Brazilian President Luiz Inacio Lula da Silva draws praise from Havana to Wall Street for an economic boom that has brought millions out of poverty. He has attended socialist rallies with Venezuela's Hugo Chavez less than two weeks after extending a fishing invitation to George W. Bush.
Now, after landing his continent's first Olympic Games, the former labor leader with a grade-school education is seeing his star burn hotter than ever, leaving some to wonder about Brazil's life after "Lula" _ as he is known _ when his term ends next year.
"Under Lula, Brazil has become the hottest brand on the world market," said Michael Shifter of the Inter-American Dialogue. "This is sort of the crowning glory for his presidency and his legacy."
When Rio won the 2016 Olympics Friday, it bested the Obamas lobbying for Chicago and former Olympic committee chair Juan Antonio Samaranch pleading to see a Madrid games in his twilight years. Silva jumped into a frenzied huddle, hugged Brazilian soccer great Pele and broke into tears.
"Our time has arrived. It's arrived!" he said during Rio's final presentation in Copenhagen.
That mix of down-to-earth charm and preacher-like rhetoric brought Silva to the world stage and won over the International Olympic Committee after Brazil's three previous bids had been shot down.
But when he was first elected in 2002, Silva's ties to Chavez and Cuba's Fidel Castro, plus his past as a union leader jailed under a military dictatorship spooked international investors _ nearly sending Brazil's economy into a collapse.
Silva governed as a centrist, building on an economic boom helped by soaring commodity prices. And he enacted big tax breaks in the midst of the global meltdown to send Brazilians on a spending spree, helping Brazil shrug off the global financial crisis quicker than any other nation.
He has used his track record to become the moral voice of the developing world _ even bluntly telling British Prime Minister Gordon Brown that the financial crisis hurting the world's poor was caused by "white people with blue eyes."
The quote played heavily in the U.S., riling conservative commentators. New York Post headline writers dubbed him "Brazil Nut."
But current moves by the G20, World Bank and International Monetary Fund to increase the voting power of emerging economies can be traced directly to Silva, who has seen his country surpass Russia and Canada to become the globe's eighth-largest economy.
The real "nut" in Lula is his ability to connect with anyone, supporters say, easily shifting from smartly tailored suits to orange coveralls and getting his hands dirty alongside roughneck oil workers.
Iranian President Mahmoud Ahmadinejad asked Silva earlier this year to help negotiate an end to Israel's invasion of the Gaza Strip. A few months later, Israel's foreign minister asked him to persuade Iran to halt its nuclear program.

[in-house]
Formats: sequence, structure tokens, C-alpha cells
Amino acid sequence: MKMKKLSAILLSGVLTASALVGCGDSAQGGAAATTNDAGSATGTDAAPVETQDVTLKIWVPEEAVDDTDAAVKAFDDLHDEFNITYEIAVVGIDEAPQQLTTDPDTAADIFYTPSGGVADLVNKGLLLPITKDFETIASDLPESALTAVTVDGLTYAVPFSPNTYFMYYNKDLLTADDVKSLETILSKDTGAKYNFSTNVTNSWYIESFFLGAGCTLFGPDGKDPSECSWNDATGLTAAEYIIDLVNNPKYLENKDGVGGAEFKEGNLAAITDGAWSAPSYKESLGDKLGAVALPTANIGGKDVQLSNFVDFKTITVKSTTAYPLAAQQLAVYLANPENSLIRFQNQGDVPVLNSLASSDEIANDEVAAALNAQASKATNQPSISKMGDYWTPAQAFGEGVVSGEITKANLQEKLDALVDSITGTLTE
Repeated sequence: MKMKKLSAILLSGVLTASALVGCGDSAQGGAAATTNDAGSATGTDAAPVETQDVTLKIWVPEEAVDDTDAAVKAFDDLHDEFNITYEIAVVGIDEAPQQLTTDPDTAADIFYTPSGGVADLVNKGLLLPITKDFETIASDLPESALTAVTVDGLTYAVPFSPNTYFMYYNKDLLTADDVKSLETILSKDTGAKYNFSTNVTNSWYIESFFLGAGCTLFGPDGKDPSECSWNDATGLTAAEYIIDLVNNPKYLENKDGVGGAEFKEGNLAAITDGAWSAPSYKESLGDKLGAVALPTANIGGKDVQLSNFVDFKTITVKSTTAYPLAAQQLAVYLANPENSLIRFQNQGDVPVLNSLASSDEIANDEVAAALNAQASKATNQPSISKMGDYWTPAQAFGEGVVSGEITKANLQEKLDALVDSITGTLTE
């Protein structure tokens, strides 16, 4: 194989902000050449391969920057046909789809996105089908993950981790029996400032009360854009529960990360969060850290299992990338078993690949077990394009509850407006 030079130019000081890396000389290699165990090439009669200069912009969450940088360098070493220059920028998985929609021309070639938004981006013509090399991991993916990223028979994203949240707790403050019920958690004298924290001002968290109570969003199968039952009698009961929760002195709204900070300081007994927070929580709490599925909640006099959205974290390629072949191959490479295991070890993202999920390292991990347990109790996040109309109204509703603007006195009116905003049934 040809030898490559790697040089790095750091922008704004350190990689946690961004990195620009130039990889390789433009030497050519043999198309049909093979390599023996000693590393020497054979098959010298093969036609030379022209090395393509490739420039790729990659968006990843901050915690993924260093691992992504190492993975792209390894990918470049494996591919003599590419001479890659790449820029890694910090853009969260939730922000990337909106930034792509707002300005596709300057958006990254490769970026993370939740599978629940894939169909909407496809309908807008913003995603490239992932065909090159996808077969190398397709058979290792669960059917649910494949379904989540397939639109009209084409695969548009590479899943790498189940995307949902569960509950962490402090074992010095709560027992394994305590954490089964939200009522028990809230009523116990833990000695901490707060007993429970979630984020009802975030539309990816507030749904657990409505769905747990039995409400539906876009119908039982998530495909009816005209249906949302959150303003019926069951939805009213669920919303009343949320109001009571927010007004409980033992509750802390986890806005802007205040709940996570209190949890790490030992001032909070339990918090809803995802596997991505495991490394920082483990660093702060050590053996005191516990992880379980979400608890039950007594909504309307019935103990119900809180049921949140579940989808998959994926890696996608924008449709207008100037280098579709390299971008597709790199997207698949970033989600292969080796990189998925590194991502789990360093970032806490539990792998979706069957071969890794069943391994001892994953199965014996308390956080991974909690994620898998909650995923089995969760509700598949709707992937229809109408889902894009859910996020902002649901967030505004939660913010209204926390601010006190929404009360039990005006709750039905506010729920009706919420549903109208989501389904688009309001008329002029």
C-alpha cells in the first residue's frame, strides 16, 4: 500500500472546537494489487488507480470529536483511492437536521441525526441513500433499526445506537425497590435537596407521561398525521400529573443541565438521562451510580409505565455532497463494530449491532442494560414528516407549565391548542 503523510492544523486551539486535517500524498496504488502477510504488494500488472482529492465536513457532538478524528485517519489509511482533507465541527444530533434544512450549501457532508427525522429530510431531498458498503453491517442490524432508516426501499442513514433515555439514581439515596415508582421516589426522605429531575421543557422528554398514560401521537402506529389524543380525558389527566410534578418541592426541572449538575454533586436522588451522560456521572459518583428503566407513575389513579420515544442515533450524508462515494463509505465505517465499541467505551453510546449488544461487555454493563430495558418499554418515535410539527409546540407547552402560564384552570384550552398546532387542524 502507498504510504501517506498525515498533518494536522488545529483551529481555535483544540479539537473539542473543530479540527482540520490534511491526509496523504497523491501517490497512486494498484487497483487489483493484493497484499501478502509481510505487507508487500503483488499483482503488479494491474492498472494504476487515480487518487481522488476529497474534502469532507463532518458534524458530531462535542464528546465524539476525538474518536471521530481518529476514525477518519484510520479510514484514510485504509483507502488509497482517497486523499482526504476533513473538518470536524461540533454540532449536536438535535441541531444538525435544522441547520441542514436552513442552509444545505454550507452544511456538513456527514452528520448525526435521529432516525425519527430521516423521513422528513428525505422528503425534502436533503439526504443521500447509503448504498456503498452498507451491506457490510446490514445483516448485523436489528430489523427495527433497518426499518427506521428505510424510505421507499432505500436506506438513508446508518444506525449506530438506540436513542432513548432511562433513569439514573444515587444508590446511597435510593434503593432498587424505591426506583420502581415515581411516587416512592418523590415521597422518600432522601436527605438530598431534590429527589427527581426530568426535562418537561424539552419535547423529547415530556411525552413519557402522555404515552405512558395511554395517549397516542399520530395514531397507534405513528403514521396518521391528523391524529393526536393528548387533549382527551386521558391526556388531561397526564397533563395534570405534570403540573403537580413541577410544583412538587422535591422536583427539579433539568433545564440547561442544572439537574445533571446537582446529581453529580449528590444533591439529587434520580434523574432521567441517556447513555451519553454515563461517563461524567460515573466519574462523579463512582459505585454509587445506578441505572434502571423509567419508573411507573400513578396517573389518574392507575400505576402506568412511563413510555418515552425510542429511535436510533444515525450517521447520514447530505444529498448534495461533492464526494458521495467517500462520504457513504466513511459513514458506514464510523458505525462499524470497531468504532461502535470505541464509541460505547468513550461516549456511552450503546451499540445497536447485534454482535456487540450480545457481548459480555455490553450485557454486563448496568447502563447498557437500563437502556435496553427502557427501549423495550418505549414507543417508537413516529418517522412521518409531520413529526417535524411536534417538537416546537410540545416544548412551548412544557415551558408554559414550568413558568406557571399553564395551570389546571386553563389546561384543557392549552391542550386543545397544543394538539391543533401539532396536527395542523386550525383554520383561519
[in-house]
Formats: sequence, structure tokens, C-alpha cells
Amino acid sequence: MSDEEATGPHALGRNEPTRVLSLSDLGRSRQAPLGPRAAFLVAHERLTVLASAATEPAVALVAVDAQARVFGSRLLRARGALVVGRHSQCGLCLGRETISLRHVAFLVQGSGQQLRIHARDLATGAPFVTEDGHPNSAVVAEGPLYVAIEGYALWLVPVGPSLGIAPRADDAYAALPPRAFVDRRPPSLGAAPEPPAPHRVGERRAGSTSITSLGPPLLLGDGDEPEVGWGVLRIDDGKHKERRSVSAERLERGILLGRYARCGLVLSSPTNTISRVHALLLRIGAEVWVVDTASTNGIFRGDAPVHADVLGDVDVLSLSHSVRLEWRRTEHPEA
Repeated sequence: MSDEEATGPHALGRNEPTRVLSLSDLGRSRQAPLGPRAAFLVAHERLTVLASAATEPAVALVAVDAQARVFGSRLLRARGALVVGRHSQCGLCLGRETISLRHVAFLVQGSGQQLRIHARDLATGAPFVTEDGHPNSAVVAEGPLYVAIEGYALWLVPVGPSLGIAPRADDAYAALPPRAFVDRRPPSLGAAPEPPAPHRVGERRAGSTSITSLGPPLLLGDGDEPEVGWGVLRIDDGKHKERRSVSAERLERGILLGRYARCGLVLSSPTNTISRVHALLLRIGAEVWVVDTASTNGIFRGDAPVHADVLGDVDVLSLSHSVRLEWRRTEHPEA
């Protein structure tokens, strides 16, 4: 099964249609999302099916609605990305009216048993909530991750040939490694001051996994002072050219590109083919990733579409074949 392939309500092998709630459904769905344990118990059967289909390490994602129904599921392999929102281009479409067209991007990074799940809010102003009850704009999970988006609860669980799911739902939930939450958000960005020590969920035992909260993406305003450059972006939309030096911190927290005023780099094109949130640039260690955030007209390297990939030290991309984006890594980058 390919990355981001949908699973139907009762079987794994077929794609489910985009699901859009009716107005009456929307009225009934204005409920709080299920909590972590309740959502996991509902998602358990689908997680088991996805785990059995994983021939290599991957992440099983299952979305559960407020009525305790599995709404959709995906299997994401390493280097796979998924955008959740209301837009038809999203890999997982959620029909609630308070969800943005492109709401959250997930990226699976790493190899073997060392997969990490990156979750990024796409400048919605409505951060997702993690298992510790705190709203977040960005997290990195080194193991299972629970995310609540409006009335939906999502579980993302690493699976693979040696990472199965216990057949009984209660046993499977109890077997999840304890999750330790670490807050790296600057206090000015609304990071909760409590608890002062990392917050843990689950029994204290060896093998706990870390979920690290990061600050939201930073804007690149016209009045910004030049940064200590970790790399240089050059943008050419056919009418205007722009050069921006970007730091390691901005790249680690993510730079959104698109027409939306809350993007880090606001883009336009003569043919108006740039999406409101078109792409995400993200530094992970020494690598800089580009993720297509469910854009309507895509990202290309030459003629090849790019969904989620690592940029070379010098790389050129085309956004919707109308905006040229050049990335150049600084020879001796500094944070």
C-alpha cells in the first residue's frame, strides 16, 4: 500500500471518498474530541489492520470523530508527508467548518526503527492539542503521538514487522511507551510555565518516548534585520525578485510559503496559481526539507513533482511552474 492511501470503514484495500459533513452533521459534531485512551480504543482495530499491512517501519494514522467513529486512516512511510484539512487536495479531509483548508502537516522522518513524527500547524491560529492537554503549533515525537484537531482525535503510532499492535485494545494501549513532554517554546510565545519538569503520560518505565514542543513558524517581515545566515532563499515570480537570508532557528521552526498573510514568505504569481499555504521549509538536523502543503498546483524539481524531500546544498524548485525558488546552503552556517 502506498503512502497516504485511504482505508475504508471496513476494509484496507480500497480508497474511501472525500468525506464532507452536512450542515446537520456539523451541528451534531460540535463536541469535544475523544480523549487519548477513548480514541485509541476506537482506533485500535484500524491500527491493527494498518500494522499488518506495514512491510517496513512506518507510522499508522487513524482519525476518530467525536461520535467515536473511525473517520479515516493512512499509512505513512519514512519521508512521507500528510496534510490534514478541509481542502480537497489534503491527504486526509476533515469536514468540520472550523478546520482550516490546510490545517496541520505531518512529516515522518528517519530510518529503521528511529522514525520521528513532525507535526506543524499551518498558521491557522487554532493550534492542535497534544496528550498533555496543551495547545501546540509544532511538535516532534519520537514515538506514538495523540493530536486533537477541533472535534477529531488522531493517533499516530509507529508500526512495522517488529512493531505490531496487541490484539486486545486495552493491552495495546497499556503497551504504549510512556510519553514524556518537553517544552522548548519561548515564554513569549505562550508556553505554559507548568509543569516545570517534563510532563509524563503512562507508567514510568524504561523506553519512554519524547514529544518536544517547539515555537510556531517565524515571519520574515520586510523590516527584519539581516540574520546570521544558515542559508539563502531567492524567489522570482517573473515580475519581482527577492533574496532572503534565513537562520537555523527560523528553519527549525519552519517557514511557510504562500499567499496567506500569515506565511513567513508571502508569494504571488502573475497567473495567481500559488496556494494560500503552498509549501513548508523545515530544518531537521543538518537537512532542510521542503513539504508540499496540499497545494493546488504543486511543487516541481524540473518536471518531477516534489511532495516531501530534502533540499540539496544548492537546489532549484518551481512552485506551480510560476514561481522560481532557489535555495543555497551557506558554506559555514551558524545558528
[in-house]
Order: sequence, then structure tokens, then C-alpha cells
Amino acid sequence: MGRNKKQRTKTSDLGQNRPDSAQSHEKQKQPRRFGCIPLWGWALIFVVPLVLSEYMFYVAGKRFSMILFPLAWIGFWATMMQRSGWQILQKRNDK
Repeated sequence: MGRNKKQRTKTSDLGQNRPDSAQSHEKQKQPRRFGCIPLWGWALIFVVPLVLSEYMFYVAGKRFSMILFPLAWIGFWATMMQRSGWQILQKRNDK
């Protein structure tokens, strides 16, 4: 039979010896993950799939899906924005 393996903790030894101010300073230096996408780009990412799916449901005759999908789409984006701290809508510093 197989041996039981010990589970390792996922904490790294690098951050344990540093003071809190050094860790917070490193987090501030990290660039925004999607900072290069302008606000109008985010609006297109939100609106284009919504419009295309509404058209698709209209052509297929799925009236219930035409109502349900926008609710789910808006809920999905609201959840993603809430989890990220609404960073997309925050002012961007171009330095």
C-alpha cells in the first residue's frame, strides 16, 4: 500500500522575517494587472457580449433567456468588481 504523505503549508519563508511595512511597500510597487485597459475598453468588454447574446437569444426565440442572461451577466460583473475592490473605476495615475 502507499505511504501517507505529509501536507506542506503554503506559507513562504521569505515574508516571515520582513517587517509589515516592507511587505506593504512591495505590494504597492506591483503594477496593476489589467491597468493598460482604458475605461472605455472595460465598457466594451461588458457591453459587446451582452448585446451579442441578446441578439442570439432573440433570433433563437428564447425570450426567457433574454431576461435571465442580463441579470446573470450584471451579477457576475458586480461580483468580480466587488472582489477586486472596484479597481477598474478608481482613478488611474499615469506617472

"Brazil has had this enormous good fortune of maintaining good relationships with the widest range of regimes I've ever seen," said Peter Hakim of the Inter-American Dialogue. "There's very few people who can do what Lula has done."
It's not all been smooth.
Silva survived political scandals that took down some of his closest advisers. In the largest, top aides allegedly paid senators for votes, though investigations never linked Silva to wrongdoing. Violent crime also remains brutal in Brazil, the one issue that stood to derail Rio's otherwise strong bid.
But his critics are muzzled in the face of a 77 percent approval rating at home.
Silva's charm may have garnered the attention of the IOC. But it was Brazil's transformation that ultimately won Rio the bid.
More than 19 million Brazilians have been lifted out of poverty during histwo terms in office, according to the private Getulio Vargas Foundation economic think tank. His "Bolsa Familia" program pays the poor to keep their children in school and to get them vaccinated. It now serves 40 million of the nation's 190 million people.
He is fiercely populist when it comes to defending Brazil's economic development of the Amazon and in proposing new laws that will give the state-run oil company a bigger share of massive offshore oil finds discovered in the past two years.
But many wonder where he leaves Brazil when a new president takes office on Jan. 1, 2011.
The main contenders are opposition candidate and Sao Paulo state governor Jose Serra _ who lost badly to Silva in 2002 but now leads in early polls _ and Silva's chief of staff and hand-picked successor, Dilma Rousseff.
Two other potential candidates could affect the election _ Aecio Neves, the popular governor of Minas Gerais state, and Sen. Marina Silva, who served as Silva's environment minister before resigning in protest over Brazil's commitment to preserving the Amazon.
"The big difference could be in Brazil's international status or position," said David Fleischer, a political scientist at the University of Brasilia. "Lula is a tremendous, charismatic political leader, and none of these people are like that."
Others say the country itself has become such a powerhouse, his departure will have little effect.
Brazil's elections next fall will "to some extent demystify Lula," said Mauricio Cardenas of the Latin America Initiative at the Brookings Institution in Washington.
Ana Paula Fereira de Mello, 23, agrees.
"Lula gave us a global role but our new image as a winning nation won't change when he leaves," said the Rio secretary who attends college at night. "We've arrived, and we aren't going anywhere."
Associated Press writer Alan Clendenning in Sao Paulo contributed to this report.